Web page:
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It's Not Just the Odor that Stinks

January 14, 2008

Des Moines, IA – There's a proposal on the table to spend up to $5 million dollars a year over the next five years to provide incentives for Iowa's livestock confinement operations to reduce the noxious odors associated with these types of businesses. However, some of the folks concerned about these operations say the smell is only the beginning of the problem.

Hardin County farmer John Gilbert, a board member of the Iowa Farmers Union, warns there are much more serious problems presented by factory farms that he believes are not being addressed.

"The damage they do to the environment, to the society, to our economy and to the marketplace are, in a lot of ways, much more severe than just the odor."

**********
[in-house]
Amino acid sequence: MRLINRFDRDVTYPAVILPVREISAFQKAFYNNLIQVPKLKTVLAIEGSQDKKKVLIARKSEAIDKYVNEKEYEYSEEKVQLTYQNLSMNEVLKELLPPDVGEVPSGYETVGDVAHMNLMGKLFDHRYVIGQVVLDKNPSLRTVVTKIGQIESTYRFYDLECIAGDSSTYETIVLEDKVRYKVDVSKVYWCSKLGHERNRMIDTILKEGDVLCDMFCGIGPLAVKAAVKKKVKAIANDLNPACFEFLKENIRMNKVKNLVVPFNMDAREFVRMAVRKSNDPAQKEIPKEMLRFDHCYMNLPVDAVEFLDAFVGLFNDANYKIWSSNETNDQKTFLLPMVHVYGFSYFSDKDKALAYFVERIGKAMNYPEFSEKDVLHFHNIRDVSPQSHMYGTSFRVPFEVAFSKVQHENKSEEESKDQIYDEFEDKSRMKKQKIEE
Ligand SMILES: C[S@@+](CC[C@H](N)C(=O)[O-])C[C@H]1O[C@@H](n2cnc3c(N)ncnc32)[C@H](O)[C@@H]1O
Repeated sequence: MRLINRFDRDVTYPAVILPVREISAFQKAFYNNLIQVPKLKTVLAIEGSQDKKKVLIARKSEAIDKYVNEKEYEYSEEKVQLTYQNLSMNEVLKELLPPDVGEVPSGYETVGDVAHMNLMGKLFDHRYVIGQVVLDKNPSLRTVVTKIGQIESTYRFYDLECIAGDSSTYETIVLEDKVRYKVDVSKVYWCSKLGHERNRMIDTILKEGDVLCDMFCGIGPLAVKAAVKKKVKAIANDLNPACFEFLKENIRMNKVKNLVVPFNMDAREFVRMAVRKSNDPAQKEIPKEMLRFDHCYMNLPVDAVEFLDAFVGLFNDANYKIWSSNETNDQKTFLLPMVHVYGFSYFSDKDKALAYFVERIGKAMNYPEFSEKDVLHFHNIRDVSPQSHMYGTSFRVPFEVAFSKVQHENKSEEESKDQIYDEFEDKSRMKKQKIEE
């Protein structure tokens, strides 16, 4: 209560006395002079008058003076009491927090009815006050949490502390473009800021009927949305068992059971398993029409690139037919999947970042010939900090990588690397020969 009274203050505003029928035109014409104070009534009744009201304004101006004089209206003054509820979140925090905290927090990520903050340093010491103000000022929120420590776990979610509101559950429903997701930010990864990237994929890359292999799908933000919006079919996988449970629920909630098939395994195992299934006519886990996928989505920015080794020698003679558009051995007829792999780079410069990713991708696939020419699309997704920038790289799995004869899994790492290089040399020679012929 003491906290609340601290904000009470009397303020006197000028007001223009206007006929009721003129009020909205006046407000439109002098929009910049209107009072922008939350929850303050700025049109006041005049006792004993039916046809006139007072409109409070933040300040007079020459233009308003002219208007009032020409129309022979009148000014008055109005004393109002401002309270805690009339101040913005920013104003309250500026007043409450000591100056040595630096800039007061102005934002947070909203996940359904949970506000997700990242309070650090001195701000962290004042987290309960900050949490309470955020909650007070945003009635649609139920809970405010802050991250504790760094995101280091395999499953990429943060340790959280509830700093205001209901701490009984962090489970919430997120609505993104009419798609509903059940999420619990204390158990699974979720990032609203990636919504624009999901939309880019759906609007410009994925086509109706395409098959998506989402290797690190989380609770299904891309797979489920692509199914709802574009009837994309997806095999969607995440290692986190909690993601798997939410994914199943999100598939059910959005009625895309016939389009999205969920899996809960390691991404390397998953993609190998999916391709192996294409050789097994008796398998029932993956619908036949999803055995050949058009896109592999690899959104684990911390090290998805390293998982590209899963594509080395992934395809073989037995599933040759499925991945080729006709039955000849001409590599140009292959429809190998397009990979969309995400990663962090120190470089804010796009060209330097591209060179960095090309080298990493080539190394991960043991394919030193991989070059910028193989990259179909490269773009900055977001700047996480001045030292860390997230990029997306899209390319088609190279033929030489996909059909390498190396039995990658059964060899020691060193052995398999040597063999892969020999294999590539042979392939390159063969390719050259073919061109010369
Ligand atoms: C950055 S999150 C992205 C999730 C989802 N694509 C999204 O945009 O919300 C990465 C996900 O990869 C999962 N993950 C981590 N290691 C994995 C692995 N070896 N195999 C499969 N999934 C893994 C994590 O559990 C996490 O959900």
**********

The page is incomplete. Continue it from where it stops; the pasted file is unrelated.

The plan, which totals nearly $23 million, was the brainchild of the Iowa Legislature's interim "Livestock Odor Study Committee," but the incentives it has proposed are voluntary. Gilbert hopes this year, state lawmakers will give local communities more say in the matter.

"They should certainly start with giving local control to counties on where these things are sited."

Gilbert adds that, although lawmakers were elected last year on promises to fix the rift between livestock confinement operators and their neighbors, in his view, issues other than odor prevention have not been addressed so far.

Dick Layman/John Robinson, Public News Service - IA